A century ago, in the wake of the ‘Black Sox’ scandal, in which the Chicago Black Sox were accused of taking a bribe to throw the 1919 World Series, Judge Kenesaw Mountain Landis became the first commissioner of baseball, and permanently banned eight men from ever being involved in big league baseball again. It was a stiff punishment, but the public had little confidence in the legitimacy of the game, and Major League Baseball wanted to rectify the situation.
A century later, the banging of a trash can brought new skepticism on the legitimacy of Major League Baseball games.
In an effort to curb some skepticism, current commissioner Rob Manfred handed out one-year suspensions to Astros’ general manager Jeff Luhnow and manager AJ Hinch for their involvement in a sign-stealing cheating scandal that came to light after the club lost the World Series last fall. Both men were fired an hour later by Houston’s ownership. Tuesday, the owners of the Boston Red Sox decided to part ways with their skipper, Alex Cora, citing he had been named one of the masterminds in the scandal. I ask, does the punishment fit the crime, or was it too lenient?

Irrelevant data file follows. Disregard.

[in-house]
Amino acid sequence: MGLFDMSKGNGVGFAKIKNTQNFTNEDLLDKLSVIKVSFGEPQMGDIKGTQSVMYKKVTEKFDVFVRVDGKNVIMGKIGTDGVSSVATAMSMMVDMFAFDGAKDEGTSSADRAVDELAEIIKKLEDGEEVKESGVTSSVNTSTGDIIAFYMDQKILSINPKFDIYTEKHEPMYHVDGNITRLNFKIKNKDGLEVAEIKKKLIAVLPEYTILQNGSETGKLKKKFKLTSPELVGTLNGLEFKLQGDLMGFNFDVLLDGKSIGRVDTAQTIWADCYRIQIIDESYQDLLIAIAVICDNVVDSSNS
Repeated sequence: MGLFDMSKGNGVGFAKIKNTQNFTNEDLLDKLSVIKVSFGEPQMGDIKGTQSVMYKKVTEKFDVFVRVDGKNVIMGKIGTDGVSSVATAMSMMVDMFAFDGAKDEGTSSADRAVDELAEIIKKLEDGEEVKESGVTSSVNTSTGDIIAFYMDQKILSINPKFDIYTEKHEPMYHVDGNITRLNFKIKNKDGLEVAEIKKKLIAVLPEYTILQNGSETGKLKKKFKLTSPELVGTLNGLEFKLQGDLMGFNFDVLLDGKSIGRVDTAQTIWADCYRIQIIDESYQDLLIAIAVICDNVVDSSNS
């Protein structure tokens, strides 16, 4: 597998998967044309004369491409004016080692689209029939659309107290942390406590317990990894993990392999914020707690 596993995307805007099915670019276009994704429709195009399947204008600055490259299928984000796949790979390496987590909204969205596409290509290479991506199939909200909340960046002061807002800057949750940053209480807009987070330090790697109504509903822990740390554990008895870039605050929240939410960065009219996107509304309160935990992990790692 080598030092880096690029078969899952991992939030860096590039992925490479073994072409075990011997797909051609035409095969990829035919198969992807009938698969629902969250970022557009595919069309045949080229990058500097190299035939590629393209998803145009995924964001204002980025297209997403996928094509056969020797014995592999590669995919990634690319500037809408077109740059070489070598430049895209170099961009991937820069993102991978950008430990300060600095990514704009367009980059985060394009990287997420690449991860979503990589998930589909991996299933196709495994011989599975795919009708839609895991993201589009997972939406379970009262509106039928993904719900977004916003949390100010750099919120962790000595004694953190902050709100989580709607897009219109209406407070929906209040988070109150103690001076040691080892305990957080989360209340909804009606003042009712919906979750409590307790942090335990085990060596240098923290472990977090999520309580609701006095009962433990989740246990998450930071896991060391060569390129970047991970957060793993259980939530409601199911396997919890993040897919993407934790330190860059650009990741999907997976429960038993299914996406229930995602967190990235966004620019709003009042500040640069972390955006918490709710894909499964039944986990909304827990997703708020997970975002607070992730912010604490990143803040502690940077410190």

There is no proof that the White Sox threw more than the fall classic in 1919, and we’ll never know if they would have thrown more games if they hadn’t got caught. We do know that two of the past three World Series now have a dark shadow cast over their legitimacy. Is Houston the rightful champion of 2017? Or Boston in 2018? Or, are the Dodgers supposed to be back-to-back World Series champions? Those are questions that will never get answered.
I doubt that Luhnow and Hinch will find a job in baseball when their suspensions are up, but if they do, and the teams they are with move up in the standings, can we trust the legitimacy of the games they are involved in?